Dr. Philipp Wendler
Software and Computational Systems Lab
Department of Computer Science
Ludwig-Maximilians-Universität München (LMU Munich)
80538 Munich (Germany)
- Room F 008, Oettingenstr. 67
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Monday 10-11please contact via e-mail
- +49 89 2180-9181
- lastname @ sosy.ifi.lmu.de
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Gather verification tasks from test suites of compilers and verifiers 
The SV-Benchmarks repository is a collection of verification tasks and used for example in competitions of verifiers and other tools. Compilers like GCC and Clang likely have test suites with C programs that would be suitable as verification tasks, if adjusted to the expected format. This should be done systematically for at least these two compilers and potentially others, and the result should be submitted to SV-Benchmarks. If not enough potential tasks can be found, another source of tasks would be regression-test suites of verifiers and testing tools.
Find appropriate garbage collector(s) for CPAchecker via a systematic study 
A study should be conducted that evaluates options for garbage collectors when executing CPAchecker as described in the linked issue. The goal of this thesis is to have usable suggestions on what garbage collectors CPAchecker should use in which situation. For this it is crucial that the study is performed in a systematic and well-planned manner such that the results are reliable and meaningful.
Currently assigned topics
Modern Tests for BenchExec 
BenchExec's tests are currently written using the test framework nose, which is not maintained anymore and has problems on new Python versions. The goal of this project is to switch the test framework used for BenchExec. As a first step, an appropriate framework needs to be chosen. This should be done systematically based on criteria like ease of use, how common the framework is, whether it is well maintained etc. Next, the framework needs to be integrated in BenchExec's project structure and the existing tests need to adjusted where necessary. This might also include restructuring the tests and in general improving their state. Filling gaps in our test coverage with more unit tests would also be highly welcome.
Data Flow Based Assessment of Unintended Test Result Deviations
Background: Unintended Test Result Deviations (UTRD) denote changes in test results that are not due to changes in the code under test. UTRD constitute a major impediment to regression testing (a corner-stone of modern software development), because a change in test results is commonly attributed to a change in the code under test (CUT). If a test verdict changes due to other reasons, developers may waste time debugging the CUT, which is not the cause of the changed test result. UTRD has been acknowledged as a major problem by major software companies and organizations, including Microsoft, Google, and Mozilla.Goal: The goal of the proposed thesis is to develop a static data-flow analysis to detect whether test outcomes, which are usually based on data comparisons, depend on possibly uncontrolled inputs to the CUT. Such uncontrolled inputs may, for instance, be environment variables, file I/O, usage of random number generators, etc. The analysis is supposed to work on C programs and should be based on the CPAchecker framework.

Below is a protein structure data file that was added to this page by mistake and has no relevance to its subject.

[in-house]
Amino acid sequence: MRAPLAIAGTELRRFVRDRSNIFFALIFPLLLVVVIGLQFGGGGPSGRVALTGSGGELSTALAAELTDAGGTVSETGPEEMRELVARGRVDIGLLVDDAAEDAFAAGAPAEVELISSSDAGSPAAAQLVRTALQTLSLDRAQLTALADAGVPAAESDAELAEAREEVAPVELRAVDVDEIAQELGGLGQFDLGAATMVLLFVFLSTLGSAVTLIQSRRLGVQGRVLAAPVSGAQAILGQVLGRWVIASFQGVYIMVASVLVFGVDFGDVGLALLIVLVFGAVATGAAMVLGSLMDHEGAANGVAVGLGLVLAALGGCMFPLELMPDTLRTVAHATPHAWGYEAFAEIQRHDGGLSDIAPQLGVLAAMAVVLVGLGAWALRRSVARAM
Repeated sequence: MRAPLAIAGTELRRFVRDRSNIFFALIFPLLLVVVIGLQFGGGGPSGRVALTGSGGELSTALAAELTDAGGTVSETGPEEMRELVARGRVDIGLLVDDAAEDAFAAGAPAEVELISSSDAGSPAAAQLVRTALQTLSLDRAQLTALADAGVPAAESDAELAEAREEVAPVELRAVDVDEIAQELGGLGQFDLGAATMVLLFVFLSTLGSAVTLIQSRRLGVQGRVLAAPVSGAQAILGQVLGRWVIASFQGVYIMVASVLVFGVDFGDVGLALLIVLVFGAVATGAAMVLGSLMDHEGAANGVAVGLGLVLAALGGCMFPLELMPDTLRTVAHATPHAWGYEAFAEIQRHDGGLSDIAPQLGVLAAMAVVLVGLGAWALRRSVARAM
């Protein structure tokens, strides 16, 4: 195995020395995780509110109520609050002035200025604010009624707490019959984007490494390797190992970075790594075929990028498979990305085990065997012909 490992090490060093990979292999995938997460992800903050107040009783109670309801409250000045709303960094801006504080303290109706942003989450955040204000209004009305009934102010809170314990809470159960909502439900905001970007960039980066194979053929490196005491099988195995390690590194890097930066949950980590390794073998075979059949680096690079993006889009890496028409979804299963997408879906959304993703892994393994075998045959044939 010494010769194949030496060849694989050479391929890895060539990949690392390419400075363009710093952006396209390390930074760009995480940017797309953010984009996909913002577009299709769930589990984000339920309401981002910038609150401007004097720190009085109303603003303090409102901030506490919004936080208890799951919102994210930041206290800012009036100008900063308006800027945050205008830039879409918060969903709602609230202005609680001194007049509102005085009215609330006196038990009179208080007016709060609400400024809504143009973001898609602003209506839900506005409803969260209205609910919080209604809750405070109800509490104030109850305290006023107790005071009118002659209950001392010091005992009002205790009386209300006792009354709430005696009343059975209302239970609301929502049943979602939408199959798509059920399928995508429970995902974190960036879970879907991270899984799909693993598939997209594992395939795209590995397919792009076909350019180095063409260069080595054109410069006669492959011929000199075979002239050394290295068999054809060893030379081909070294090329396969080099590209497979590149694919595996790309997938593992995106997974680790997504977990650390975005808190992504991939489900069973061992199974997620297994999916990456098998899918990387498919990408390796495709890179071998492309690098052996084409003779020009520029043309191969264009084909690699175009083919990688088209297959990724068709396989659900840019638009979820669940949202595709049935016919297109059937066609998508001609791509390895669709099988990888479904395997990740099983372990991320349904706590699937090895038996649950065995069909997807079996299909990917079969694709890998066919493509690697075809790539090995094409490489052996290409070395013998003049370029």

Consolidate pointer-aliasing analyses in CPAchecker 
CPAchecker has several different implementations of pointer-aliasing analyses, and the current state of what they support is unclear. This leads to the fact that they are rarely used and causes wrong results in case of pointer aliasing. The goal of this thesis is to create a strong CPA for pointer aliasing (either by merging the existing CPAs or rewriting them) that supports all necessary use cases (fast and imprecise as well as more precise) and migrate all existing uses of other pointer CPAs, such that the old code can be deleted (#358). Afterwards, it may be possible to add additional features (e.g., #742) or extend other components of CPAchecker to make use of the new CPA (e.g., #527, #398).
BenchExec is a benchmarking framework and assigns a specific set of CPU cores to each benchmark run. The calculation which core to use for which run needs to consider low-level details of the hardware architecture (like hyper threading, NUMA, etc.) in order to avoid interference between runs as far as possible. Our current implementation supports multi-CPU systems with NUMA and hyper threading, but not some more recent features like hybrid-architecture CPUs or CPUs with split Level 3 caches. The goal of this thesis is to implement a more general core allocation (in Python) with support for all kinds of modern CPUs and additional features and rigorous tests. There should also be an experimental evaluation on how different allocation strategies and such hardware details influence benchmarking results.
Our benchmarking framework BenchExec uses cgroups in order to limit and measure time and memory usage during benchmarking. The Linux kernel is replacing cgroups with a new API (v2) and we need to support this in BenchExec (#133). Once we have it, we can use cgroup namespaces to better isolate our containers and provide full support for nested containers (#436).
If you're a student interested in writing your thesis at our chair, you should also have a look at our full list of currently available theses.
- CPAchecker: The Configurable Software-Verification Platform
- BenchExec: A Framework for Reliable Benchmarking and Resource Measurement